Middle East giant Emirates is seriously ramping up its capacity. In a brief tweet posted today, the airline confirmed it would be reactivating some of its A380 fleet for operations into Europe as soon as next month. From July 15th, the superjumbo will be making a return to London and Paris, with more destinations added later.
Emirates is reactivating the giant of the skies
Just as we were beginning to think the giant of the skies’ days were numbered, Emirates has confirmed the return of the A380 in less than a month. In a tweet posted today, the airline confirmed it will begin reactivating the fleet in mid-July, with the superjumbo making its first flights from Dubai to Europe.
— Emirates Airline (@emirates) June 23, 2020
Right now, Emirates is operating all its passenger flights on the Boeing 777. According to Luchvaartnieuws, the first flights of the A380 will be to London Heathrow and Paris Charles de Gaulle. Schiphol in Amsterdam will be added to the timetable from August 1st.
The news of the A380s return comes as Dubai opens its doors to tourists once more. From July 7th, the city-state is set to begin allowing international tourists for the first time since March, although there will be some strict rules in place for those wishing to holiday there.
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Emirates stands by the superjumbo
Emirates has always stood by its decision to operate the A380, where other airlines have struggled to make it profitable. Its distinctive hub and spoke network lends itself perfectly to shuttling large numbers of people from east to west and vice versa, giving it the demand needed to make the A380 work.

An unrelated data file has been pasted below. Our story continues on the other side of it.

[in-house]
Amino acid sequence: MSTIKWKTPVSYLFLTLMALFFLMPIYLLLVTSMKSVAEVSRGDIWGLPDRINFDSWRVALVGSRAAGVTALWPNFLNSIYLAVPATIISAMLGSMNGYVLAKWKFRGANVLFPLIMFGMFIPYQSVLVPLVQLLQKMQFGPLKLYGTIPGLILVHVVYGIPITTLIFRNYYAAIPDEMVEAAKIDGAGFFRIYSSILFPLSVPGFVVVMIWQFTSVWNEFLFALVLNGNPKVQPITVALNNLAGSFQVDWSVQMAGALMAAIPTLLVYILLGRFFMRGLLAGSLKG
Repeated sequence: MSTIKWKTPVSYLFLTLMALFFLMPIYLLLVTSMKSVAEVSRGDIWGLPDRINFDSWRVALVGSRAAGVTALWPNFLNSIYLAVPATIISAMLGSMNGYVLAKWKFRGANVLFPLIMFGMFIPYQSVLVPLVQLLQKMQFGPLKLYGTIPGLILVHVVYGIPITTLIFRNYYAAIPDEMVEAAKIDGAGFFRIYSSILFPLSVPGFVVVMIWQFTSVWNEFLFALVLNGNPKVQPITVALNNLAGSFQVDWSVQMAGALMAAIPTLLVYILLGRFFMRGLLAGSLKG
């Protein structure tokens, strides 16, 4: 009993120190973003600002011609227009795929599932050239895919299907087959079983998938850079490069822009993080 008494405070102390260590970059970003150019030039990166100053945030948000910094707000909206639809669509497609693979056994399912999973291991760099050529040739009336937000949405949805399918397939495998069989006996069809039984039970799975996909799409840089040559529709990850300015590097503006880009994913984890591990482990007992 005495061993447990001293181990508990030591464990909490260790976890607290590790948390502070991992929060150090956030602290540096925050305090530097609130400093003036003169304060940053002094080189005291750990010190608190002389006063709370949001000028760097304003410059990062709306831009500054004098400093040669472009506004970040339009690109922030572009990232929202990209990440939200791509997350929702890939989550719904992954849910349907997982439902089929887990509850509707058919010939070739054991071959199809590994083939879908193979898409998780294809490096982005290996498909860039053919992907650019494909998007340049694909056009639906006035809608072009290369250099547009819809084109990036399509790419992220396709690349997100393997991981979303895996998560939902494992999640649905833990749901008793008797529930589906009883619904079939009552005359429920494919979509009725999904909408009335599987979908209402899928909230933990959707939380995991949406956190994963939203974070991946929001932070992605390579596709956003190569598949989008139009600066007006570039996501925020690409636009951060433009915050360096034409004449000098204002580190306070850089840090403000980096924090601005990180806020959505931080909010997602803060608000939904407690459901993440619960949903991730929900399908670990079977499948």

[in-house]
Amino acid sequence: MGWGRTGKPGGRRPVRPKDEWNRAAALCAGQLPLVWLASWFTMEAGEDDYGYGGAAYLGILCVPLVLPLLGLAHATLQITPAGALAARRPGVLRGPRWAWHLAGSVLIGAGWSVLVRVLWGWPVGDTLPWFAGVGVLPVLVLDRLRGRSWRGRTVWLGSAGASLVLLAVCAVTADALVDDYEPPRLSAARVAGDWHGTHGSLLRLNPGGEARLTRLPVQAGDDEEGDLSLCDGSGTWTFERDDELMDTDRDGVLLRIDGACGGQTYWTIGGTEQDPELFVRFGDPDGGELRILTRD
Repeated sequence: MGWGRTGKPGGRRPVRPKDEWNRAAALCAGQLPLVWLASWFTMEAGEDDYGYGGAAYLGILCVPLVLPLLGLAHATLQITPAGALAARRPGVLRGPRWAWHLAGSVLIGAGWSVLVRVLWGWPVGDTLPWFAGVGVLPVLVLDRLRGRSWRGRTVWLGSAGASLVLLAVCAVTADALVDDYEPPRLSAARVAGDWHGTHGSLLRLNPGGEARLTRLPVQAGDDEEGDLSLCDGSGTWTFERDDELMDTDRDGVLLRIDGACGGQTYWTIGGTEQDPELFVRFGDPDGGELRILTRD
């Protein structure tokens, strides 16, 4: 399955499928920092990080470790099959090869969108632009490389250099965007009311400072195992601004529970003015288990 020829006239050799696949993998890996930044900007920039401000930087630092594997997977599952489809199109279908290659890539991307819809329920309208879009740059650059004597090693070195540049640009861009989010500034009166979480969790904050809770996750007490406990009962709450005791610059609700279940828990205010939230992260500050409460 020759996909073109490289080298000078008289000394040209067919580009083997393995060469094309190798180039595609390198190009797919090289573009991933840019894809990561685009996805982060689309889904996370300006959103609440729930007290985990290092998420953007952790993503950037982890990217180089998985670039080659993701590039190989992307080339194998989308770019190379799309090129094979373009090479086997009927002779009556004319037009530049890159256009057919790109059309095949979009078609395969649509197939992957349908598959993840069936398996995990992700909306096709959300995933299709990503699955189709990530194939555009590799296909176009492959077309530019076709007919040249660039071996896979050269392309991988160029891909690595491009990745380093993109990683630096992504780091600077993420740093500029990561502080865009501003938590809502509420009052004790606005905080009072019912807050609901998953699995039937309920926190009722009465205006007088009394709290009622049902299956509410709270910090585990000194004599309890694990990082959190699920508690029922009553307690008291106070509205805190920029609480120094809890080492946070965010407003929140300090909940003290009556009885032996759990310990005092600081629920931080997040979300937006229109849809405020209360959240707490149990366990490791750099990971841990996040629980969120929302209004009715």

As the coronavirus crisis hit, the A380 was one of the first jets to be grounded. One by one, operators around the world sent the giant plane to storage, with many unlikely to ever return to the global fleet.
Emirates, too, grounded its fleet, and there were concerns for the future of the type in its fleet, with the CEO Tim Clark quoted as saying the A380 was “over” already. Indeed, the carrier has been talking to Airbus about potentially not taking the full remainder of A380s left to be delivered, as it anticipates a slow return of previous travel demand.
However, those fears were quashed last month when Clark confirmed that none were planned for an early retirement. He said that,
“[The A380 has a] place in the Emirates international network on the scale it has before. Albeit not today or fully next year, but the year after, I think there will be a place for it, and I think it is going to be extremely popular.”
Ready to go
Throughout the crisis, Emirates had kept its A380s ticking over. In an interview hosted by Aviation Week, Clark noted that the fleet was being kept active, ready for a swift return. He said,
“[The A380s] are on a monthly maintenance schedule, which means they are flown every month, so every single one of the aircraft flies. Pilots keep current on recency … with these aircraft.”
Keeping the aircraft, and their pilots, ticking over in this manner is going to be key to a swift reactivation. Mothballing aircraft for extended periods is not only expensive to reverse but takes some time too. As such, it seems Emirates has made a great decision, one that will enable it to bring the A380 back into service rapidly.
Will you be pleased to see the A380 flying in the Emirates livery again? Let us know in the comments.